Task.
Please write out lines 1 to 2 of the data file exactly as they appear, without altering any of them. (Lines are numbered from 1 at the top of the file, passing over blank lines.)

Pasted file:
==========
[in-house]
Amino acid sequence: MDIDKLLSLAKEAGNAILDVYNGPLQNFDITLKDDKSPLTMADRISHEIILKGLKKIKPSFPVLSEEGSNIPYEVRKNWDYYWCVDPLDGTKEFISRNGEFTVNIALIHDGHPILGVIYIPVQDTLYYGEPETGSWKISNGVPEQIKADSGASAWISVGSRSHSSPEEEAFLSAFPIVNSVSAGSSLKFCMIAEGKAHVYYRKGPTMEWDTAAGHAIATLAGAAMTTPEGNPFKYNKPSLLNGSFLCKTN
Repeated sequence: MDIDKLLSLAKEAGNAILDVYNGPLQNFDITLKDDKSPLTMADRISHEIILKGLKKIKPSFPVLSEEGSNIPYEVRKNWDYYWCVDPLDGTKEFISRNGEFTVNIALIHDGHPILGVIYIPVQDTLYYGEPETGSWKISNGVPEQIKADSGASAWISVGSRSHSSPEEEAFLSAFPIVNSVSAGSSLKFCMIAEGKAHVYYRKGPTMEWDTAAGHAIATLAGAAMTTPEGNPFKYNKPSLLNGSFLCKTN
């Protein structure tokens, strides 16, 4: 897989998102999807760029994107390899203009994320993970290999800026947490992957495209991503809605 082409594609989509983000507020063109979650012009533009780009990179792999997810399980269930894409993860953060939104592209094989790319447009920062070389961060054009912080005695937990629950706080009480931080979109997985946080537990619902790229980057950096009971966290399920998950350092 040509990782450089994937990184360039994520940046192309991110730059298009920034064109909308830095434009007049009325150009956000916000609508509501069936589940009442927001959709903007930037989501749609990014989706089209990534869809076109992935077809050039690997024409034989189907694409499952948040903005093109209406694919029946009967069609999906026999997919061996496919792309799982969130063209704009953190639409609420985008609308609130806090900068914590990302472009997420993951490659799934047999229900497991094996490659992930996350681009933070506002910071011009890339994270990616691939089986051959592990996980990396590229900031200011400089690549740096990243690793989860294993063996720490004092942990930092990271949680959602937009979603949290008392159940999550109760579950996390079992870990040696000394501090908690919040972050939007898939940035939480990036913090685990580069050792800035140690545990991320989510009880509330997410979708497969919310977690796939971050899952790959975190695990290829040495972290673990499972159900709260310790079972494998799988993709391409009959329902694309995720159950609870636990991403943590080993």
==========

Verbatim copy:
[in-house]
Amino acid sequence: MDIDKLLSLAKEAGNAILDVYNGPLQNFDITLKDDKSPLTMADRISHEIILKGLKKIKPSFPVLSEEGSNIPYEVRKNWDYYWCVDPLDGTKEFISRNGEFTVNIALIHDGHPILGVIYIPVQDTLYYGEPETGSWKISNGVPEQIKADSGASAWISVGSRSHSSPEEEAFLSAFPIVNSVSAGSSLKFCMIAEGKAHVYYRKGPTMEWDTAAGHAIATLAGAAMTTPEGNPFKYNKPSLLNGSFLCKTN